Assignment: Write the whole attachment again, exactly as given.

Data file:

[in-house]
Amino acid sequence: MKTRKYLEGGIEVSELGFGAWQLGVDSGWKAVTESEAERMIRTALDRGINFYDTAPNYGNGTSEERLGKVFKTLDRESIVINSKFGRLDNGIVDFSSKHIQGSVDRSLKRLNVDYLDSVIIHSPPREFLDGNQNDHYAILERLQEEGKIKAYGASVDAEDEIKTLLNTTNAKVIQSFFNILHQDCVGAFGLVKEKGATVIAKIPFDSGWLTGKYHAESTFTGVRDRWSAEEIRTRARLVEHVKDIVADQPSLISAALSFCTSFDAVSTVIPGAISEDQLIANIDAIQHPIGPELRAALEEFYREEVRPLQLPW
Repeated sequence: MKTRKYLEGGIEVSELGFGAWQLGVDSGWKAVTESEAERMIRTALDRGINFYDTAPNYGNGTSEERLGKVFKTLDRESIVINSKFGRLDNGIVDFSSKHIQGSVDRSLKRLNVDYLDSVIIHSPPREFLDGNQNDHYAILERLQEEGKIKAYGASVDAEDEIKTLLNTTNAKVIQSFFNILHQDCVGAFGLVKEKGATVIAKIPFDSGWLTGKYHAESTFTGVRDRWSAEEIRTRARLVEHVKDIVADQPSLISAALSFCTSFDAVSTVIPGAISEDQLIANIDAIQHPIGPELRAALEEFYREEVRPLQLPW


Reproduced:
[in-house]
Amino acid sequence: MKTRKYLEGGIEVSELGFGAWQLGVDSGWKAVTESEAERMIRTALDRGINFYDTAPNYGNGTSEERLGKVFKTLDRESIVINSKFGRLDNGIVDFSSKHIQGSVDRSLKRLNVDYLDSVIIHSPPREFLDGNQNDHYAILERLQEEGKIKAYGASVDAEDEIKTLLNTTNAKVIQSFFNILHQDCVGAFGLVKEKGATVIAKIPFDSGWLTGKYHAESTFTGVRDRWSAEEIRTRARLVEHVKDIVADQPSLISAALSFCTSFDAVSTVIPGAISEDQLIANIDAIQHPIGPELRAALEEFYREEVRPLQLPW
Repeated sequence: MKTRKYLEGGIEVSELGFGAWQLGVDSGWKAVTESEAERMIRTALDRGINFYDTAPNYGNGTSEERLGKVFKTLDRESIVINSKFGRLDNGIVDFSSKHIQGSVDRSLKRLNVDYLDSVIIHSPPREFLDGNQNDHYAILERLQEEGKIKAYGASVDAEDEIKTLLNTTNAKVIQSFFNILHQDCVGAFGLVKEKGATVIAKIPFDSGWLTGKYHAESTFTGVRDRWSAEEIRTRARLVEHVKDIVADQPSLISAALSFCTSFDAVSTVIPGAISEDQLIANIDAIQHPIGPELRAALEEFYREEVRPLQLPW